I asked Catherine for her professional opinion on Fun-Making, and she shared some helpful insights that I think could be useful in our daily drawings this week.
Catherine told me, “fun exists at the intersection of Playfulness, Connection and Flow.” That resonates a lot with my experience of the GUT.
“When we play, we don’t take ourselves too seriously. We find ways to laugh. We get out of our own way and silence our inner critics. It is CRUCIAL to have fun,”
I find that when we draw in a way that releases perfectionism and judgement, we cultivate that kind of playfulness. Check.
How about Flow? According to Catherine, flow is “a state of total engagement, in which you are so engrossed in the activity at hand that you lose track of time.”1 Does that happen to you, GUT peeps? It does for me when I am able to protect my time. I find that when we set limits for our time (like we do with the ten minute timer) and let go of expectations, it’s easier to introduce the flow state. Check.
And connection? I mean, come on. This is the GUT. We are ALL about the community conversation and support and validation. We got connection covered. Check.
Ergo, GUT = FUN. CHECK!
Great. But to what end? How does something like the fun or drawing delights with the GUT promote wellbeing?
“Our brains naturally seek out things that cause anxiety and ear. They are looking for threats. It takes work to shift our brains focus away from fear and towards positive things. When we focus on delight [like the GUT did when you drew delights] we retrain our brains to focus on the positive… Drawing helps us imprint the delights more deeply. It helps us pay attention.”
And how about for those of us looking towards drawing to help us get back into our creativity and move away from our phones? How does delight and drawing and the GUT fit into that?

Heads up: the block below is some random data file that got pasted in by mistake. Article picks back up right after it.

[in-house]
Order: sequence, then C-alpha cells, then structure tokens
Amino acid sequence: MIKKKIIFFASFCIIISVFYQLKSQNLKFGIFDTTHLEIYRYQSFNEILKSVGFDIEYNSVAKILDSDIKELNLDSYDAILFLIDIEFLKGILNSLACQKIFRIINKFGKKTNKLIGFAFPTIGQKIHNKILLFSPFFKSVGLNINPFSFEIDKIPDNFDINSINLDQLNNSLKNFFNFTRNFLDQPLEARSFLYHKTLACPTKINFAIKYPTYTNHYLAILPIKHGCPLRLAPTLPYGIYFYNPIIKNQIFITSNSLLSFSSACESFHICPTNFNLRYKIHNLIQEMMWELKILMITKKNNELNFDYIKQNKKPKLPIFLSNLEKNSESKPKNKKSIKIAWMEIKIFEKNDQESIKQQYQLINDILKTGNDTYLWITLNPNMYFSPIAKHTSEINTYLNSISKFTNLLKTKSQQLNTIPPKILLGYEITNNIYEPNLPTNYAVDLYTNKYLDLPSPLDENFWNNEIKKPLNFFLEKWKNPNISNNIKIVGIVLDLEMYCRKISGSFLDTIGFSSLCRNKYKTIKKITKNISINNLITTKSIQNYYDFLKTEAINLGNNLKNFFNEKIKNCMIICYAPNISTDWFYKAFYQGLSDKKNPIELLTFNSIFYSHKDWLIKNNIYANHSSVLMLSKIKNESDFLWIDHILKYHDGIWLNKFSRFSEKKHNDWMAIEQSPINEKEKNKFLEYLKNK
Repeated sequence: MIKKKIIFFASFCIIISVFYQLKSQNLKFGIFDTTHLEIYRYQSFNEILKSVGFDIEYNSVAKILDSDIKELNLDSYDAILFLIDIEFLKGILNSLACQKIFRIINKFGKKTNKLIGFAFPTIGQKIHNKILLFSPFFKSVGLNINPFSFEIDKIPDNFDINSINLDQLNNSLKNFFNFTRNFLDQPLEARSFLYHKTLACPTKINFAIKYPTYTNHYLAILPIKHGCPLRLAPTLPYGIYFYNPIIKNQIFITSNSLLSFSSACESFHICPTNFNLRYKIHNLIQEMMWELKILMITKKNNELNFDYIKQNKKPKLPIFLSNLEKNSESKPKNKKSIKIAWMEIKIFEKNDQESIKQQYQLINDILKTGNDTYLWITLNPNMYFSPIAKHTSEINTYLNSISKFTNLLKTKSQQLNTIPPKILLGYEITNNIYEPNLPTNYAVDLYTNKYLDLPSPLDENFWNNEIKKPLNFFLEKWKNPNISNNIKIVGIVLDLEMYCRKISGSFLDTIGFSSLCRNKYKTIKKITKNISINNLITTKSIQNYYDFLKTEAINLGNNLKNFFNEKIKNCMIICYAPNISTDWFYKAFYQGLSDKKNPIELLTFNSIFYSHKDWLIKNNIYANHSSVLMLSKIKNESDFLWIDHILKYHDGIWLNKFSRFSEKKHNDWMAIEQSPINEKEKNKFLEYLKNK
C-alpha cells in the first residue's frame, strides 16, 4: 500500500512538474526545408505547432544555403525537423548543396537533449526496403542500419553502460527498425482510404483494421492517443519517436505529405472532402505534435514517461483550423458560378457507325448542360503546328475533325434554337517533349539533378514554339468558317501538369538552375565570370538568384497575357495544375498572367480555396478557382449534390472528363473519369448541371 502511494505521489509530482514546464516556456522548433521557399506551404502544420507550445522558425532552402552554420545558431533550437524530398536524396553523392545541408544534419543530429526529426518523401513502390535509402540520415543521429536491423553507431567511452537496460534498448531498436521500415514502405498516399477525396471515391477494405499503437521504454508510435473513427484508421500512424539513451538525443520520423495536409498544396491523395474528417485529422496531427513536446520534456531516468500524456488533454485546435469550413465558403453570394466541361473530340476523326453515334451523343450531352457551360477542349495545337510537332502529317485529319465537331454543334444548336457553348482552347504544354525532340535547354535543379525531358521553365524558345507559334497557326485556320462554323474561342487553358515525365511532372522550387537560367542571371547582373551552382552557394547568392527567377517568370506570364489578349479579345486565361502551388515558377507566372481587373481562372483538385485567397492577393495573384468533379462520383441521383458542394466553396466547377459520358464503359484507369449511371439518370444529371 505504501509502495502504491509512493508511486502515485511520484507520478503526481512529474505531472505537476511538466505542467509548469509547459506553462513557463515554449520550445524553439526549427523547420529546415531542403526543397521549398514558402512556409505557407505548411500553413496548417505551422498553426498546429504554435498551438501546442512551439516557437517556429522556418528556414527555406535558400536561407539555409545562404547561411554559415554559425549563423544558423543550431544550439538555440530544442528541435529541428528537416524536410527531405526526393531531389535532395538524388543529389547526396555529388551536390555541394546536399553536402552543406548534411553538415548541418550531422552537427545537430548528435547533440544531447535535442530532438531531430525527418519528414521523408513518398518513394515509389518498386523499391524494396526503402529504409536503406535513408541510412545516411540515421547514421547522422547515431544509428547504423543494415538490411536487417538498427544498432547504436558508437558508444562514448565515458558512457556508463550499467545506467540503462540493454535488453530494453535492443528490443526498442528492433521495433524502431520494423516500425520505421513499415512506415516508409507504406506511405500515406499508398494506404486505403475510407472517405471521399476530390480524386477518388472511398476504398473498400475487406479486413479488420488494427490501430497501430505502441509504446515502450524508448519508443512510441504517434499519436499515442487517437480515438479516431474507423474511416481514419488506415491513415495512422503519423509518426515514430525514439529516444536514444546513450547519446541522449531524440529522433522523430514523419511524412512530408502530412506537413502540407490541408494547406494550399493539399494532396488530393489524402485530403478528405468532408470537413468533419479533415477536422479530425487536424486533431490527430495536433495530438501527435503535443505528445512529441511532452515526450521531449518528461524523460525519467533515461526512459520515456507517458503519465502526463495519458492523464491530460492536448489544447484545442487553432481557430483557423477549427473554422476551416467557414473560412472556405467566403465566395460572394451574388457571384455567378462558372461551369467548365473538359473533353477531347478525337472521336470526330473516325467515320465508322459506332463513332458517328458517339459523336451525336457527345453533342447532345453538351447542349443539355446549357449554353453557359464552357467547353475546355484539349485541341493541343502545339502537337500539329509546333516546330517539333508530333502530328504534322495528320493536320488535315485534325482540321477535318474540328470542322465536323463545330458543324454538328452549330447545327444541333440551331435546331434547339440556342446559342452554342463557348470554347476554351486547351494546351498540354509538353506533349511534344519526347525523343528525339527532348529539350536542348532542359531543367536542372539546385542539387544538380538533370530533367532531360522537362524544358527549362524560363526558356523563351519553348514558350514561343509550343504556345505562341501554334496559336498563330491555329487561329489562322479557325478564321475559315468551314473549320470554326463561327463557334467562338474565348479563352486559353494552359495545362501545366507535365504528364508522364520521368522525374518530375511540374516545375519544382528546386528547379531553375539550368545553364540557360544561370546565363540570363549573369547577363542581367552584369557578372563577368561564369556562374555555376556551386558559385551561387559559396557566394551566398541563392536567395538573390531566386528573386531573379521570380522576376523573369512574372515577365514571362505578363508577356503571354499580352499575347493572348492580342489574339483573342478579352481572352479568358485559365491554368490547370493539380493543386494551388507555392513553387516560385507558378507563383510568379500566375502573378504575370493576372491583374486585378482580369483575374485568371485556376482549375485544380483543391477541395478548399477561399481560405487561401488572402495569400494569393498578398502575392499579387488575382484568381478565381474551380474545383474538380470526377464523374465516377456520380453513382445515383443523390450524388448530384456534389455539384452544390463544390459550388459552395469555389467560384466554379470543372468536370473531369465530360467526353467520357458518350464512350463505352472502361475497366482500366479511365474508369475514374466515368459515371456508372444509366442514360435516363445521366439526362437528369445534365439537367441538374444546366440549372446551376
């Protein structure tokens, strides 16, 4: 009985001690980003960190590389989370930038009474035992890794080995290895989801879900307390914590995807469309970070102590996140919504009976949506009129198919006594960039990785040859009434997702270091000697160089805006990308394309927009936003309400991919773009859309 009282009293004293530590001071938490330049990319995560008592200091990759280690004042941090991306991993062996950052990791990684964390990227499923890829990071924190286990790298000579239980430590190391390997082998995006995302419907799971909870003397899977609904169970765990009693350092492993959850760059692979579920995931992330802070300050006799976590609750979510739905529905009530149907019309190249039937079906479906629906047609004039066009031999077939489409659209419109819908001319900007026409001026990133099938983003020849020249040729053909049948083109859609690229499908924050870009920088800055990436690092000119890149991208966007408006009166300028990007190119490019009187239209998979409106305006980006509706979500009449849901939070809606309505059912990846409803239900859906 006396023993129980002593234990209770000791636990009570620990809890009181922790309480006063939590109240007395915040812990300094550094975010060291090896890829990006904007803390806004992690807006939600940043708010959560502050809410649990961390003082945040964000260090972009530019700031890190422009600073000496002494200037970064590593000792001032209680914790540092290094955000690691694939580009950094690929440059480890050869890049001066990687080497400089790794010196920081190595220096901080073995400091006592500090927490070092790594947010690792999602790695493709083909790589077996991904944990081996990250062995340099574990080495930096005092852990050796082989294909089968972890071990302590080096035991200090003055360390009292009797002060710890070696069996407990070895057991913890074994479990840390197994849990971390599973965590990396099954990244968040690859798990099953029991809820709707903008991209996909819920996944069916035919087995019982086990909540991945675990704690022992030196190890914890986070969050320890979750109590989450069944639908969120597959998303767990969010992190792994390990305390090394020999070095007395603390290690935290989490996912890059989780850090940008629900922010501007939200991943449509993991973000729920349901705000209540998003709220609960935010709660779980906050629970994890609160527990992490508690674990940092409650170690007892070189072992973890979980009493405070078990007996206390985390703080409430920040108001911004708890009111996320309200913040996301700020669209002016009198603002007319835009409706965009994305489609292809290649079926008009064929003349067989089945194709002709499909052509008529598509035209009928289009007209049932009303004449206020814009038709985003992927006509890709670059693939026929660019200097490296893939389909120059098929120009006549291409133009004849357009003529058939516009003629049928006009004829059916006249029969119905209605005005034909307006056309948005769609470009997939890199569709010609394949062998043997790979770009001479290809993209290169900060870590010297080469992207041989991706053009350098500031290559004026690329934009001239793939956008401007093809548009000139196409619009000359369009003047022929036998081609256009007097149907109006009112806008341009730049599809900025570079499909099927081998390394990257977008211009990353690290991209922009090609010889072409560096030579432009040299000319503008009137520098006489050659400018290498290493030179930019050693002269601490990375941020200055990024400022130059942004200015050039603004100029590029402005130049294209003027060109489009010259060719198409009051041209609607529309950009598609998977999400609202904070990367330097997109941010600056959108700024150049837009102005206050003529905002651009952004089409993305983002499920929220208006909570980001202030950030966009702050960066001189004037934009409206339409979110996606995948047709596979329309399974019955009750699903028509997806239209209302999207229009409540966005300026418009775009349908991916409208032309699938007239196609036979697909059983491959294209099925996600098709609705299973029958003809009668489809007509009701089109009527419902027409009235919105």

“We’re trying to fill a void with social media. We can turn to delight and use social media as a source of connection. Maybe there is such thing as “good social media” if it leads to authentic connection.”
I think she’s talking about us, DrawTogether Grown-Ups Table. :)
So now we know a little more about FUN, let’s keep that in mind as we move into the week ahead and try new challenges. Our goal this week is to learn new things about drawing every day while keeping it playful, flow, and connected. In other words, to have FUN.
Let’s do this.
Day 14. Let’s get weird.
Today we are going to try two mini-drawing exercises that will challenge us to draw in ways outside of our regular drawing behavior. They make it literally IMPOSSIBLE to do a “good drawing” - even more than blind contour! I promise these drawings - and how you make them - are going to seem WEIRD.
While these exercises have been done in classrooms around the world for generations, I am going to cite Lynda Barry as the inspiration for these two, and use some of her tricks to make them more FUN.
Lynda Barry aka “Professor Chewbacca”, aka “The Near Sighted Monkey”, is one of my all-time favorite artists/cartoonist/writers, and today, we’re lifting up her wisdom in a quest to move beyond that voice that says things need to be perfect. Lynda has written dozens of books, and every single one is wonderful. Today’s exercises come from her books Making Comics and Syllabus, both of which are full of helpful ideas for what to draw when your brain feels stuck and uncertain.
If you want to hear more from Lynda Barry on her philosophy and her practice, check out this video Lynda made with the folks at the MacArthur Foundation.
Alright, let’s get started with our first two lessons.